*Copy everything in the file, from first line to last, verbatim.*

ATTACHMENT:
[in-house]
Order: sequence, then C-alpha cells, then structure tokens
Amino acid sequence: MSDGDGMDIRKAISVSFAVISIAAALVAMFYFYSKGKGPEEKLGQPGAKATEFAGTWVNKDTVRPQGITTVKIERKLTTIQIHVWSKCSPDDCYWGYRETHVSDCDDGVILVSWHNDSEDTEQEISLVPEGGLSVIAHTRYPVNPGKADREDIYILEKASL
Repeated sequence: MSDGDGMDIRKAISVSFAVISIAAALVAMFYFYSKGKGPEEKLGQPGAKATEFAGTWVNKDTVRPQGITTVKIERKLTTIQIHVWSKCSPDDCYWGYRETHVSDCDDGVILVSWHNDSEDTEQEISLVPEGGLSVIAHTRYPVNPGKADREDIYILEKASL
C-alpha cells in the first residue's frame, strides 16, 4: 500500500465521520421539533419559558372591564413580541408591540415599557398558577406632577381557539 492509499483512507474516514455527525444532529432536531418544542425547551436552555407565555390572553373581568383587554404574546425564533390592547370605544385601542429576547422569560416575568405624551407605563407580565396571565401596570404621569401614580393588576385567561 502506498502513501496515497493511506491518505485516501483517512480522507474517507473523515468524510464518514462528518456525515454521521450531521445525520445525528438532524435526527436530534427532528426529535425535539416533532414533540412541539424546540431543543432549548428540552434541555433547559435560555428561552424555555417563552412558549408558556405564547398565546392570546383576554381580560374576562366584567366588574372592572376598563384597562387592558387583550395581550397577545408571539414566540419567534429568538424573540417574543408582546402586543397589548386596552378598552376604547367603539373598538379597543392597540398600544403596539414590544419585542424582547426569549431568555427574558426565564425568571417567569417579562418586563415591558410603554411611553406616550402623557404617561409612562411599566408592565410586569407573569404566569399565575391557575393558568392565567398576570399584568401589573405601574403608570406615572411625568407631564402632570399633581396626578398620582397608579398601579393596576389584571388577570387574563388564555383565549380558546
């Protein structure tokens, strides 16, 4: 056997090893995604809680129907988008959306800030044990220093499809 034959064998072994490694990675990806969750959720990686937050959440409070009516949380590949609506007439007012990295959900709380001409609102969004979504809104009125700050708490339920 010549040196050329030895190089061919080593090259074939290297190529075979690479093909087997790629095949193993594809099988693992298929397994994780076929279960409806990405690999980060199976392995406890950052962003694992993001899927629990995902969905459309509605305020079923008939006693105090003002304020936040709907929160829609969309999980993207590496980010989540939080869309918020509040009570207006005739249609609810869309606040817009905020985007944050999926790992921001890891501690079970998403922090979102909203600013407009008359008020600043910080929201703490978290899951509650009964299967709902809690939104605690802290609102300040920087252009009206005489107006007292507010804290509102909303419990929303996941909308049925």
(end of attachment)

[in-house]
Order: sequence, then C-alpha cells, then structure tokens
Amino acid sequence: MSDGDGMDIRKAISVSFAVISIAAALVAMFYFYSKGKGPEEKLGQPGAKATEFAGTWVNKDTVRPQGITTVKIERKLTTIQIHVWSKCSPDDCYWGYRETHVSDCDDGVILVSWHNDSEDTEQEISLVPEGGLSVIAHTRYPVNPGKADREDIYILEKASL
Repeated sequence: MSDGDGMDIRKAISVSFAVISIAAALVAMFYFYSKGKGPEEKLGQPGAKATEFAGTWVNKDTVRPQGITTVKIERKLTTIQIHVWSKCSPDDCYWGYRETHVSDCDDGVILVSWHNDSEDTEQEISLVPEGGLSVIAHTRYPVNPGKADREDIYILEKASL
C-alpha cells in the first residue's frame, strides 16, 4: 500500500465521520421539533419559558372591564413580541408591540415599557398558577406632577381557539 492509499483512507474516514455527525444532529432536531418544542425547551436552555407565555390572553373581568383587554404574546425564533390592547370605544385601542429576547422569560416575568405624551407605563407580565396571565401596570404621569401614580393588576385567561 502506498502513501496515497493511506491518505485516501483517512480522507474517507473523515468524510464518514462528518456525515454521521450531521445525520445525528438532524435526527436530534427532528426529535425535539416533532414533540412541539424546540431543543432549548428540552434541555433547559435560555428561552424555555417563552412558549408558556405564547398565546392570546383576554381580560374576562366584567366588574372592572376598563384597562387592558387583550395581550397577545408571539414566540419567534429568538424573540417574543408582546402586543397589548386596552378598552376604547367603539373598538379597543392597540398600544403596539414590544419585542424582547426569549431568555427574558426565564425568571417567569417579562418586563415591558410603554411611553406616550402623557404617561409612562411599566408592565410586569407573569404566569399565575391557575393558568392565567398576570399584568401589573405601574403608570406615572411625568407631564402632570399633581396626578398620582397608579398601579393596576389584571388577570387574563388564555383565549380558546
């Protein structure tokens, strides 16, 4: 056997090893995604809680129907988008959306800030044990220093499809 034959064998072994490694990675990806969750959720990686937050959440409070009516949380590949609506007439007012990295959900709380001409609102969004979504809104009125700050708490339920 010549040196050329030895190089061919080593090259074939290297190529075979690479093909087997790629095949193993594809099988693992298929397994994780076929279960409806990405690999980060199976392995406890950052962003694992993001899927629990995902969905459309509605305020079923008939006693105090003002304020936040709907929160829609969309999980993207590496980010989540939080869309918020509040009570207006005739249609609810869309606040817009905020985007944050999926790992921001890891501690079970998403922090979102909203600013407009008359008020600043910080929201703490978290899951509650009964299967709902809690939104605690802290609102300040920087252009009206005489107006007292507010804290509102909303419990929303996941909308049925």